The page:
Negative self-talk is often learned throughout our life from toxic people and difficult experiences. We learned to punish ourselves to motivate us for change. However, does it actually help? I argue, it does not at all. It may give us a temporary push to make changes out of fear, but it is not sustainable.
For lasting and meaningful changes, positive self-talk is the key and jet fuel to get you where you would like to go.
What are common negative self-talk patterns we get stuck in?
The belief that things are supposed to be a certain way. The level of shame involved in should statements is poisonous.
- “I should have known.”
- “I should always smile and be friendly.”
- “I shouldn’t make mistakes.”
Disqualifying the positive
Recognizing only negative aspects of a situation and ignoring the positive aspects. Oftentimes, we can hear several positive comments about our performance, but focus on the one negative comment. Especially with our social media culture, it is easy to fixate on and sponge in other people’s negativity.
Seeing only the worst possible outcome of a situation. Some people say they expect the worst in attempt to minimize the pain and disappointment if something bad happens. But, does it actually take away the pain?
Jumping to conclusions
Interpreting the meaning of a situation with little or no evidence. We often base our conclusions on previous experiences, emotions, or assumptions.
How to stimulate positive self-talk patterns
What could you try instead?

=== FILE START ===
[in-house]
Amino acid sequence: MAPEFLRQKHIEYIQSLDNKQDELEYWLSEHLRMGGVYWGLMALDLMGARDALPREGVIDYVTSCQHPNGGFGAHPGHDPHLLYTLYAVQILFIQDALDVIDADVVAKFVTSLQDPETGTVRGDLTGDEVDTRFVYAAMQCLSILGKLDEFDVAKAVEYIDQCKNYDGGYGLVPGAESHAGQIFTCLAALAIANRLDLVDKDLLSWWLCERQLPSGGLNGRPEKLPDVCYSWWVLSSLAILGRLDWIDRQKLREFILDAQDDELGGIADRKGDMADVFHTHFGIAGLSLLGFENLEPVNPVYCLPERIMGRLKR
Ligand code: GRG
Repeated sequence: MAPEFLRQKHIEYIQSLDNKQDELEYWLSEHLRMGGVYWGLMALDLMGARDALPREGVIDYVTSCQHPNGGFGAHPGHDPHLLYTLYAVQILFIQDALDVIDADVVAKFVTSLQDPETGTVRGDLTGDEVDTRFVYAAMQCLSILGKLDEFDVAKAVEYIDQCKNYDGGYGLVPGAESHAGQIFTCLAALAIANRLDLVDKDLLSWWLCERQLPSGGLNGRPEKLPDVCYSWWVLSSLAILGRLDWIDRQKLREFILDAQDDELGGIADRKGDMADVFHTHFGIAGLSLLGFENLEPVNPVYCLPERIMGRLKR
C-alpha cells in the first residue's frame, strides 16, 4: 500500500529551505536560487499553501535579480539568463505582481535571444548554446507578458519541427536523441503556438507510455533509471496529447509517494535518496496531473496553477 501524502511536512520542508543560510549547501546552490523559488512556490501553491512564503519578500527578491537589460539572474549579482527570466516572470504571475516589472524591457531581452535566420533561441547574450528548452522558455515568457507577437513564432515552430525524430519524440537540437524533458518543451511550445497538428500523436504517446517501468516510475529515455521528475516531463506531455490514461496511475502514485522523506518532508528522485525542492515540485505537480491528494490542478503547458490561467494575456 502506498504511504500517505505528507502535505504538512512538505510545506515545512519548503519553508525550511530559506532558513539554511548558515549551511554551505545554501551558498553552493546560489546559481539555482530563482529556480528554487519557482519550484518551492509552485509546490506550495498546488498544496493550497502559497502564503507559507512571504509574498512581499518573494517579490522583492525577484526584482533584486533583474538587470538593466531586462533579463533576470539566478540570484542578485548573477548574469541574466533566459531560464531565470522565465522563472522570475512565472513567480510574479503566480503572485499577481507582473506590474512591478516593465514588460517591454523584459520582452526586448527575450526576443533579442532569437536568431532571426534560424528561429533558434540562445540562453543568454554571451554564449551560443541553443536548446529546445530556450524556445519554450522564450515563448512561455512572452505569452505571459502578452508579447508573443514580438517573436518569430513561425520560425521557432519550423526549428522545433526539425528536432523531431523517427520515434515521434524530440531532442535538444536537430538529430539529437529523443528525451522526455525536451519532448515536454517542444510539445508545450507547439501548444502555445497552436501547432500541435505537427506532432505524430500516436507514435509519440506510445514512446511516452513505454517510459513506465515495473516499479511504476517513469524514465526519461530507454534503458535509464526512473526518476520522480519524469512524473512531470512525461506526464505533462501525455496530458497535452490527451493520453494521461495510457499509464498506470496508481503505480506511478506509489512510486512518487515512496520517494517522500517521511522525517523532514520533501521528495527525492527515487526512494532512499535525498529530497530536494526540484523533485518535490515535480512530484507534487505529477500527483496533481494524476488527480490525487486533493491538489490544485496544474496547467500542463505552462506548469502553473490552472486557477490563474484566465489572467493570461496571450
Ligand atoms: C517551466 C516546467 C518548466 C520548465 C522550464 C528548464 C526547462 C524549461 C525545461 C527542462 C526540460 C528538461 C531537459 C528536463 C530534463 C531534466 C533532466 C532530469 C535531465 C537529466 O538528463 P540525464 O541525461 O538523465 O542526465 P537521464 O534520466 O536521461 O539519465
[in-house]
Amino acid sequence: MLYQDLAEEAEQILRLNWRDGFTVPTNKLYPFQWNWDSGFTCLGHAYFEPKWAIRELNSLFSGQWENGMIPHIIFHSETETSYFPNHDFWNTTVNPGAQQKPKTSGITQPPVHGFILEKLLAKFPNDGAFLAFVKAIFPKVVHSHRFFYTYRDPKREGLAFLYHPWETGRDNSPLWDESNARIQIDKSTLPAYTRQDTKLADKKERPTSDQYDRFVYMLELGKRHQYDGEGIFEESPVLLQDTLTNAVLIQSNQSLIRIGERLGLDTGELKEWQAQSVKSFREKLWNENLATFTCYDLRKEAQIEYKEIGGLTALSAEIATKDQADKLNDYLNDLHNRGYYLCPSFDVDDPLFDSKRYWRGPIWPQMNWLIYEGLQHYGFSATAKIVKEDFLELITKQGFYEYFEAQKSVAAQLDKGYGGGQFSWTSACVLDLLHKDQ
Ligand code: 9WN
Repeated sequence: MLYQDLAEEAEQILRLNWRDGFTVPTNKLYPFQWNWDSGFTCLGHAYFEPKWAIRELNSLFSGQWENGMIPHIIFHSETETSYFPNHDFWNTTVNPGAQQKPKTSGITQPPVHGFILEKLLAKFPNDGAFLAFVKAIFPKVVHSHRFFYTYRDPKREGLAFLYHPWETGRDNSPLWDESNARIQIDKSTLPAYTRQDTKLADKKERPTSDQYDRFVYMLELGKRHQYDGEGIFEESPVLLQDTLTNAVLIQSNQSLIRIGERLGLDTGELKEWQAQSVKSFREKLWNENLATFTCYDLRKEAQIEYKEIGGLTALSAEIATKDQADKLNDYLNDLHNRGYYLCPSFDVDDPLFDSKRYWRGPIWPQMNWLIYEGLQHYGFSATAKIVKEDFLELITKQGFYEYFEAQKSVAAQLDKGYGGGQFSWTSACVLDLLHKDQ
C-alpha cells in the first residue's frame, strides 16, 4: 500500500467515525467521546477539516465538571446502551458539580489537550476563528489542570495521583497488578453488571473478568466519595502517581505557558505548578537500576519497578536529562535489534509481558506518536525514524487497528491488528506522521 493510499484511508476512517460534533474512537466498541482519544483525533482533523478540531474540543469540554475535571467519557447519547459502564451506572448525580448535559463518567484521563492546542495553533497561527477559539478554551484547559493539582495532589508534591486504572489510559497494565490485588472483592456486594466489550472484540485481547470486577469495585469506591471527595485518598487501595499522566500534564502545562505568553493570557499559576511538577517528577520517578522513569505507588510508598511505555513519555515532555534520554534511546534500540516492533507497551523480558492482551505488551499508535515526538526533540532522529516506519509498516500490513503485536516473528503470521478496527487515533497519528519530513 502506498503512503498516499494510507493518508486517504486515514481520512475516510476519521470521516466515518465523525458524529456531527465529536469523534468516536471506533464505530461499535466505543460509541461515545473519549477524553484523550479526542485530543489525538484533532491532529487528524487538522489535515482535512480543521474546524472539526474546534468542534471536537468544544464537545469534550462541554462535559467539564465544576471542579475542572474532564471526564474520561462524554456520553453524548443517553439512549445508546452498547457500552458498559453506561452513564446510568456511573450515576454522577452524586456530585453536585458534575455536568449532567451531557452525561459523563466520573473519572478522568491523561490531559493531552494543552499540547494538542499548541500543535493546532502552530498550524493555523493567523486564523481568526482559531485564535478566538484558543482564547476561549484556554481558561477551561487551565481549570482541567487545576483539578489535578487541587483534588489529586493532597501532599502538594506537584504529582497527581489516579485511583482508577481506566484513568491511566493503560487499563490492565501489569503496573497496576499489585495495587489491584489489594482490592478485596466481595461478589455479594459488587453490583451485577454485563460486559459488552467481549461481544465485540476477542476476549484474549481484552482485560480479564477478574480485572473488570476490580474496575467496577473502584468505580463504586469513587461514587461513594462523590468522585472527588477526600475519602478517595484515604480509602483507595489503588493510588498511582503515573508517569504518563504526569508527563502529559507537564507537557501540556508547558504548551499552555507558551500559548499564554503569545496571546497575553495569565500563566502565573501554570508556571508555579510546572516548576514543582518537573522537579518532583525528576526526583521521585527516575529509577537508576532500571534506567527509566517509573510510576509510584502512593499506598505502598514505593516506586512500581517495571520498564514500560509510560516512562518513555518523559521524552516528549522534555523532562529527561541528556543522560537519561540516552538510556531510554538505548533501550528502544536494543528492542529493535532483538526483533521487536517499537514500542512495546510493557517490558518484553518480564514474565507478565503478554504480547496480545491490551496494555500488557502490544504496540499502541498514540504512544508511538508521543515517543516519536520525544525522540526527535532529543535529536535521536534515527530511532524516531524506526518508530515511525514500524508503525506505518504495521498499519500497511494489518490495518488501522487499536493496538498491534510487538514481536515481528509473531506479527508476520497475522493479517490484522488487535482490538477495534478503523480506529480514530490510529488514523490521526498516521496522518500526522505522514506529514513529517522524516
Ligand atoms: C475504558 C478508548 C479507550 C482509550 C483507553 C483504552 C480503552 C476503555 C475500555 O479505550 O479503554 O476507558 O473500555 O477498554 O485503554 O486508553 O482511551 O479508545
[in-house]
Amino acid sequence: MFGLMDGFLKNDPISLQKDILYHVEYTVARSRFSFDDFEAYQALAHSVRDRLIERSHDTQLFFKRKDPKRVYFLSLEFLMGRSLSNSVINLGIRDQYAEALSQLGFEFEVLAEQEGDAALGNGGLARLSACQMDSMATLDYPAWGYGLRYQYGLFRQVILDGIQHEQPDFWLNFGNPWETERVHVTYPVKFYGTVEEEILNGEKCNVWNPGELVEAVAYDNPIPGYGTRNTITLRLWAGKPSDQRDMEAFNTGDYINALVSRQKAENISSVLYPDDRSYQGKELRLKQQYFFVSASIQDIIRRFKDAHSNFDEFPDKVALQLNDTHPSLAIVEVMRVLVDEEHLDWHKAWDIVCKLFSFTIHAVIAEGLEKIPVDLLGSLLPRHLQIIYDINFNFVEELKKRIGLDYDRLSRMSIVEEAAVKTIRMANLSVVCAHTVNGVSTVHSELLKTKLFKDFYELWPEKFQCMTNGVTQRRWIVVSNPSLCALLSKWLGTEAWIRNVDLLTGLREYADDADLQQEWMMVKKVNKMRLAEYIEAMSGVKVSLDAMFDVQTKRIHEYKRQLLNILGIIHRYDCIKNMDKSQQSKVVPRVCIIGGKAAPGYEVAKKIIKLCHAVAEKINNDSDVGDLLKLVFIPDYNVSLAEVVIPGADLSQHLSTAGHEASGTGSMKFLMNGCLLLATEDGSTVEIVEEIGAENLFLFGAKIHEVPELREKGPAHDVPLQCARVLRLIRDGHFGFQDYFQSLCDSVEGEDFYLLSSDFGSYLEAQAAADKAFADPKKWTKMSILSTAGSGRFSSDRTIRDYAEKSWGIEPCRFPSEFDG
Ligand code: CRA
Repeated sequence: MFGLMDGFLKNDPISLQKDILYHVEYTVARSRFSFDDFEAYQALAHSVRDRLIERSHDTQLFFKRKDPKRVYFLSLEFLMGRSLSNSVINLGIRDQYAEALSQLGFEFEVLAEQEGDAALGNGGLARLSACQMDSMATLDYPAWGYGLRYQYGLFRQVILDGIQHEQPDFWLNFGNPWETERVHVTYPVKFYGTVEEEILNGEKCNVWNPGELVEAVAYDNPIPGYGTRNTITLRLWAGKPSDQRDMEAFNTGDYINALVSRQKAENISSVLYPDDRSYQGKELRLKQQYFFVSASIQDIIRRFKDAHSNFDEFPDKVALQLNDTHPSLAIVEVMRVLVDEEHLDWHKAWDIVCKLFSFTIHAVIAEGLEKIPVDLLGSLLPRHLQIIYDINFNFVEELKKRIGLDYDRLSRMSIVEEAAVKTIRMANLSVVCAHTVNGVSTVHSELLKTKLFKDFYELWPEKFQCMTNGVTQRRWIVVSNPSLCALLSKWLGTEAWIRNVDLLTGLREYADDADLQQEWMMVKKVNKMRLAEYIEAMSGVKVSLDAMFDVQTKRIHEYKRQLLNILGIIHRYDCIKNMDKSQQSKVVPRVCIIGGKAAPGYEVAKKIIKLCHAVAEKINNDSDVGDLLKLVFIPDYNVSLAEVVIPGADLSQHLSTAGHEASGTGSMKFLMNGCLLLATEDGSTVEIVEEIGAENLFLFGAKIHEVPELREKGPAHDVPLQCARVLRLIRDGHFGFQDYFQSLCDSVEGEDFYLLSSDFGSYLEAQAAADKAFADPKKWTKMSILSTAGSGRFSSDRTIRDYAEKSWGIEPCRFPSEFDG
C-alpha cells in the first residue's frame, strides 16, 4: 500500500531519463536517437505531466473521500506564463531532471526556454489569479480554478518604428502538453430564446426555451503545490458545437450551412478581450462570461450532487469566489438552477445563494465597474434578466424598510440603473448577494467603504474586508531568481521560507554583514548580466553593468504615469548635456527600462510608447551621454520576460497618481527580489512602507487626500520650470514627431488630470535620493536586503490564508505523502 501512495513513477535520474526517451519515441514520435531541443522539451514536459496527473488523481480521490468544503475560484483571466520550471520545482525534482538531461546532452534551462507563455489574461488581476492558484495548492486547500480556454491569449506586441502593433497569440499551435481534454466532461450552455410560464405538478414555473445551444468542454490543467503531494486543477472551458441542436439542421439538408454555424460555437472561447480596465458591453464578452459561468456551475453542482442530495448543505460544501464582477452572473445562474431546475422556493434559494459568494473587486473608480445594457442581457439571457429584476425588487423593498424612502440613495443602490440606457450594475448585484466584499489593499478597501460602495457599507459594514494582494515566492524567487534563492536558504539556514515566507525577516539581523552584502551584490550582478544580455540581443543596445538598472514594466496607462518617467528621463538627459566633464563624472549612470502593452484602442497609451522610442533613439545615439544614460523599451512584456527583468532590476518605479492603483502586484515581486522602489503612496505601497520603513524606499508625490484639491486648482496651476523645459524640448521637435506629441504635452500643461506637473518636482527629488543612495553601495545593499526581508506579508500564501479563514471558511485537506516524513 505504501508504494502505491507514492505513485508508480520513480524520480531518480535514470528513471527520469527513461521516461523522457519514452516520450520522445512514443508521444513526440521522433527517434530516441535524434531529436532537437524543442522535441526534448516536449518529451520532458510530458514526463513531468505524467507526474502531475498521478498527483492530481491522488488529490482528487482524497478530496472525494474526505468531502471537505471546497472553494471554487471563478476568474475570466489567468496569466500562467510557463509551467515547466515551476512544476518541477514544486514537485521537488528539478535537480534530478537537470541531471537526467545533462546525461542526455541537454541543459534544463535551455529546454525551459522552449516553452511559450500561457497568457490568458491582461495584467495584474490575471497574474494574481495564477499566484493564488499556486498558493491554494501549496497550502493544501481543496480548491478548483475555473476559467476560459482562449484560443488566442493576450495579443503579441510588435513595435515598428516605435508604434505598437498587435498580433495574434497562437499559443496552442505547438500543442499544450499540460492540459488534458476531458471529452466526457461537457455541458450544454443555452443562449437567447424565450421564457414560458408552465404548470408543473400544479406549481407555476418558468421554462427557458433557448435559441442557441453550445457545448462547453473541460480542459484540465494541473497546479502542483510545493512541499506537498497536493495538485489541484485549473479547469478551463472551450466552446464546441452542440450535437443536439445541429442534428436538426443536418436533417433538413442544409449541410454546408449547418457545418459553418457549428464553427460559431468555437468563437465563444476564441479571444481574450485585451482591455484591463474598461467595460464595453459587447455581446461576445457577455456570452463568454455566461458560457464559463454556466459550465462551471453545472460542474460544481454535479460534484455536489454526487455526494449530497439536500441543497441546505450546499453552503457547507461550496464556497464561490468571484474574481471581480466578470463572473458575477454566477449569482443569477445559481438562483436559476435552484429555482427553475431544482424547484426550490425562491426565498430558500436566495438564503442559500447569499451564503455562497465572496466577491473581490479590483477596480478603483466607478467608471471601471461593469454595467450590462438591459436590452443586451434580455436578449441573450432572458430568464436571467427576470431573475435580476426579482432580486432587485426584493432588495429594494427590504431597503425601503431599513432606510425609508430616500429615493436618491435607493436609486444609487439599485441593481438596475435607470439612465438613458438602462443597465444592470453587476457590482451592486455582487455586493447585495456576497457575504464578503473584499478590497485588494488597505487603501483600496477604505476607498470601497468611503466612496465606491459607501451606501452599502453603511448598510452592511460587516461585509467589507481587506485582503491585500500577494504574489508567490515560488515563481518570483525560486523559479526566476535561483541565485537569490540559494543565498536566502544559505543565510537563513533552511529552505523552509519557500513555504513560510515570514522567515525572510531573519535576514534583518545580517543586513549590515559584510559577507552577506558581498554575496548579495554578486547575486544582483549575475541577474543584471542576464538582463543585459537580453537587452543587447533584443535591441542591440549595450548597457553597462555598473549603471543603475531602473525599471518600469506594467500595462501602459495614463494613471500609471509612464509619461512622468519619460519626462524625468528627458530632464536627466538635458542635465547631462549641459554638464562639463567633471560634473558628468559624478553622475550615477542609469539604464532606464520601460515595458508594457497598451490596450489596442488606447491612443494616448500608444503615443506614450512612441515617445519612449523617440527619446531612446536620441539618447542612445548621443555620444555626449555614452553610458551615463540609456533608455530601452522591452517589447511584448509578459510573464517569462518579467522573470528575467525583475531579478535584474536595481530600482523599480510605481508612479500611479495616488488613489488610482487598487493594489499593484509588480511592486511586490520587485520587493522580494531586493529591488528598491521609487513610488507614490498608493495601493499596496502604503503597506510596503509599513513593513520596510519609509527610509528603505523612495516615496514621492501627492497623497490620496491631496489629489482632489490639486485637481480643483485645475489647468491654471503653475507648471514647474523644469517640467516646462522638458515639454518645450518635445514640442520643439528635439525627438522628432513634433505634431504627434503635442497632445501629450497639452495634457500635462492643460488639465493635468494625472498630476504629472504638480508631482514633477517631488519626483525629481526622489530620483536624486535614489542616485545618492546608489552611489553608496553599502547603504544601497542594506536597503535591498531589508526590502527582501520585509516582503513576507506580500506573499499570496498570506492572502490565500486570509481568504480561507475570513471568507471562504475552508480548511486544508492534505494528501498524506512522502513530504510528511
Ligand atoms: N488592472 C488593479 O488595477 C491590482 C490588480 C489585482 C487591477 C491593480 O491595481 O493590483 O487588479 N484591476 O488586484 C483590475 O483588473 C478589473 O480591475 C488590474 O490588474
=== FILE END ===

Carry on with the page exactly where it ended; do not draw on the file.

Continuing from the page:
Instead of “Should” statements try…
Take the shame away, it has no place here. Small changes in language can have big changes to our perspective. Instead try saying (in coordination with statements above). These statements show acknowledgment of the error and a plan for next time. We are building towards hope.
- “I missed that, but this will make me better next time.”
- “I aim to be friendly most days, but I understand that sometimes it’s OK if I’m having a bad day.”
- “We all make mistakes, but I will strive to be more careful.”
Instead of disqualifying the positive try…
We often painstakingly describe bad experiences but are concise with positive experiences. “How was your day?” “Good.” Versus “How was your day?” “Awful! I was late for a work meeting, I forgot to charge my phone, I spilled my coffee, and my boss was super rude about it!” Even when things are going bad, I challenge you to find little windows of positivity as well and detail it. They may be hidden, so sometimes we have to look really hard!
Instead of catastrophizing try…
It’s OK to acknowledge that a bad outcome may occur, but then include all options in the spectrum. Our perspective is important to our emotions and behaviors. If we always anticipate the worst, it could negatively impact our health (high blood pressure, high cortisol levels, fatigue, sleep disturbances) and mood (anxiety, irritability).
Instead of jumping to conclusions try…
Get all the facts first. Assuming cuts corners and does not give us the quality we deserve when in a situation. Take a moment to take a few breaths and clear your mind. I like the illustration of a jar with water and dirt. It is cloudy and fuzzy when shaken up. However, after a few seconds once the dust settles, it is much clearer. Let yourself settle before acting.
And, finally, externalize that negative voice.
I like to call it your positive inner coach. Externalizing your negative thoughts can help you challenge them.
Most of us would not tolerate if someone spoke to us the way we speak to ourselves. What would your positive inner coach say? Keep going! Try again! You’re almost there! You got this! The power of that encouragement and belief can be life-changing.
What is your positive inner coach telling you today?
Diana Ro, PsyD is a Doctoral Limited Licensed Psychologist at the Pine Rest Traverse City Clinic. Diana earned her Bachelor’s degree in Psychology and Social Behavior from University of California of Irvine. She received her Master’s degree in Psychology and Christian Leadership as well as her Doctorate of Psychology degree from Fuller Graduate School of Psychology in Pasadena, California.